An Orthodox bishop once offered the opinion that Orthodox Christianity was “America’s best kept secret.” Saint Nicholas Cathedral of the Orthodox Church in America — and National War Memorial Shrine — at 3500 Massachusetts Ave. NW, considered by many to be both a national and a Washington treasure, is something of a secret as well.
A striking building from the outside, the cathedral is even more so inside, where it attains that ideal but often rare quality of spiritual and artistic majesty, linked to human beings gathered in prayer as children of God.
You can see its domed white towers with crosses at the top and the smaller bell tower at the side fairly easily from Massachusetts Avenue, in the shadow of the nearby expanse of the National Cathedral.
Still, even though the cathedral is full of icons and iconographic works of art, it hasn’t quite achieved the status of Washington icon. Sometimes that idea frustrates and puzzles Father George Kokhno, archpriest at St. Nicholas since 2012. “It is frustrating sometimes that many people don’t know about this place,” he says. “It is first of all such a beautiful place. It has so much history. It is special to the people that do come here.
“We welcome everyone here for our services,” he says. “There are two Sunday services, one in English, the other in Slovakian. We have tours. We conduct our mission, and of course there is the annual fall bazaar with rummage sale.”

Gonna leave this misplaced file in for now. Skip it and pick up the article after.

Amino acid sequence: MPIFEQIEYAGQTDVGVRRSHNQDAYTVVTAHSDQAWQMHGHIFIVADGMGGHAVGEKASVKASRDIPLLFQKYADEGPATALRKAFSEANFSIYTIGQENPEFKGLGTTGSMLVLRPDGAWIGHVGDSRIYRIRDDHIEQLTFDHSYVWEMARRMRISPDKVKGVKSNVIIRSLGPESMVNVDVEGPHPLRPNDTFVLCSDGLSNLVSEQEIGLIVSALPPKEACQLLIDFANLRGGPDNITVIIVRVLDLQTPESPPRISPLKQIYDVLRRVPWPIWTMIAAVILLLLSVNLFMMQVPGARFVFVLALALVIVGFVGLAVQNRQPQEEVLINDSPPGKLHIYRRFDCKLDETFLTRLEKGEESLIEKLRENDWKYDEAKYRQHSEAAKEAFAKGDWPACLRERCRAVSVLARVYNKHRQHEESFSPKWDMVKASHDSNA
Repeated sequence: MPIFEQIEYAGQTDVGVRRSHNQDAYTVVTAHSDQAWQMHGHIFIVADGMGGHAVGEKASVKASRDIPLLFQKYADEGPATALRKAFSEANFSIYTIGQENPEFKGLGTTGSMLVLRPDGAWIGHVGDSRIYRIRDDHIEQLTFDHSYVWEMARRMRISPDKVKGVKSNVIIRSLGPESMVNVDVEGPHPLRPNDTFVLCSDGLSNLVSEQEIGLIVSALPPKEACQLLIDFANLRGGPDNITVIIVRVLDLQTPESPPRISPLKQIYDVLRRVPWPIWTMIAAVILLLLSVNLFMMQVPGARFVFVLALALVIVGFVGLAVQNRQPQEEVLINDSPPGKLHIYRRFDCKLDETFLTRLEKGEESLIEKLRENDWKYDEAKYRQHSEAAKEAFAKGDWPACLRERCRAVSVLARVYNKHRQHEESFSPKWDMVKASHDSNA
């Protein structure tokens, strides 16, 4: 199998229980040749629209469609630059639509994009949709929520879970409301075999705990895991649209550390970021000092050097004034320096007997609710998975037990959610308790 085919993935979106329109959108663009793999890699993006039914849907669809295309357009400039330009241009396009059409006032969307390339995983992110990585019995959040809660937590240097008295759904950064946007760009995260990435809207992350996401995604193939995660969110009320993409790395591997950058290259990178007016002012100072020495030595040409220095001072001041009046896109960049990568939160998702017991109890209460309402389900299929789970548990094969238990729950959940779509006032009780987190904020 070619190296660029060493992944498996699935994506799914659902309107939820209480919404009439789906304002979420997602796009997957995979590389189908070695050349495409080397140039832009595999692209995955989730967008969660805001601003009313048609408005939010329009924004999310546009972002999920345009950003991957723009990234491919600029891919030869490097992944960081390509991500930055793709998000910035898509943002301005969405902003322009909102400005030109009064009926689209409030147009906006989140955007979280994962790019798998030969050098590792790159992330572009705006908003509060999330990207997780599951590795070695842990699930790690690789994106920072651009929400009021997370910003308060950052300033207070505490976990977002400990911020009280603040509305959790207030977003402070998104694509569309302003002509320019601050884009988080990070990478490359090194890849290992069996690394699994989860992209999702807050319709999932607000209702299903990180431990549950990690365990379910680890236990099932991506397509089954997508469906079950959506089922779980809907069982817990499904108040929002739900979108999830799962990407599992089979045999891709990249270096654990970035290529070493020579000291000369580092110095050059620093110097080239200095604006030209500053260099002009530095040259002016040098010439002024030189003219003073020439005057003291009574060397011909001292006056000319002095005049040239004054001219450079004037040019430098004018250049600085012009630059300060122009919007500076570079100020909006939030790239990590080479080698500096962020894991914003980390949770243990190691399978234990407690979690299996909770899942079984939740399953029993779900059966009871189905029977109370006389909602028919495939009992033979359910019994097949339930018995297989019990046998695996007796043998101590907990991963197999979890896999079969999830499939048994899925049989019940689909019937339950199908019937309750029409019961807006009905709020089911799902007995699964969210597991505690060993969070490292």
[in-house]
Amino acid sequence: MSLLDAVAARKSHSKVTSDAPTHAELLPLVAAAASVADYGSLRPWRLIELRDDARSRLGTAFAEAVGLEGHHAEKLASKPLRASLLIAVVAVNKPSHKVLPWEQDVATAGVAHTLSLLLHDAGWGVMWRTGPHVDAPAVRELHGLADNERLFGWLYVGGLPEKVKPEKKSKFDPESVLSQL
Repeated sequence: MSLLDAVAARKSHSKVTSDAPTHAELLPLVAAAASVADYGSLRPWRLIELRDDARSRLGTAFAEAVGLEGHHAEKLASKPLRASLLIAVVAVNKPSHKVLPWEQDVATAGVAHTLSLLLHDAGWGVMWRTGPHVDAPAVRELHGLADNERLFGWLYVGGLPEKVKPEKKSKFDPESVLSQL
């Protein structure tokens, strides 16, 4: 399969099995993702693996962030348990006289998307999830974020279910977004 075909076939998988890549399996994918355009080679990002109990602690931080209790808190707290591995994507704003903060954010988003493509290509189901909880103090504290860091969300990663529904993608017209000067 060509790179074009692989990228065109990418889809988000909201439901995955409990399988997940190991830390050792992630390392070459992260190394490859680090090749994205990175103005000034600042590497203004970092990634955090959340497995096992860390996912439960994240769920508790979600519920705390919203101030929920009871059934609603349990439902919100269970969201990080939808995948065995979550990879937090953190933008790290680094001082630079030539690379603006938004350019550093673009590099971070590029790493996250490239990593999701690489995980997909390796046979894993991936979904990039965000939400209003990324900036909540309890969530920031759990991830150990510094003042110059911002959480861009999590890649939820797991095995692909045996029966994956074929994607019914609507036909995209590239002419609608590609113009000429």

The bazaar — with foods flavored with nostalgia for all things Russian and Eastern European — will be held this year on Oct. 15 and 16 on the grounds of the cathedral, with opportunities to tour the interior.
Father Kokhno himself is from Ukraine. A graduate of the Moscow Theological Institute, he first arrived in Washington on a student visit. “It is in the family, really,” he said. “My father was a priest, and I think he was better.”
Father Kokhno has a way about him. It’s plain that he is a knowledgeable student of history, a devout and devoted man, carrying with him a self-deprecating humor, a love of stories. We look at the paintings on the walls, part of a major 35-year project: the icons, the paintings, the portraits in the Byzantine style of saints and martyrs and the Holy Mother and Jesus suffering on the cross.
The cathedral itself sprang out of the suffering history of the 20th century, especially in Russia. It was founded by Russian immigrants and refugees who survived the travails and horrors of World War I and the Russian Revolution, settling in Washington in the 1920s.
According to a history of the cathedral, the original congregation was incorporated in 1930 and became “The Russian Orthodox Greek Catholic Church of St. Nicholas.” Services were held at 1768 Church St. NW in a small first-floor chapel for about 35 worshippers. In the post-war 1940s, a second generation of immigrants from Russia made their way here and increased the congregation, so much so that a site was purchased on Massachusetts Avenue in 1951.
The space inside is compressed and, for want of a better word, rich: rich in art, rich in emotion, rich in the possibilities offered by light both natural and manufactured — sun, candles, electricity.
The space itself, as a spiritual place, creates a sense of awe. It is a wonder: belief and faith made beautiful.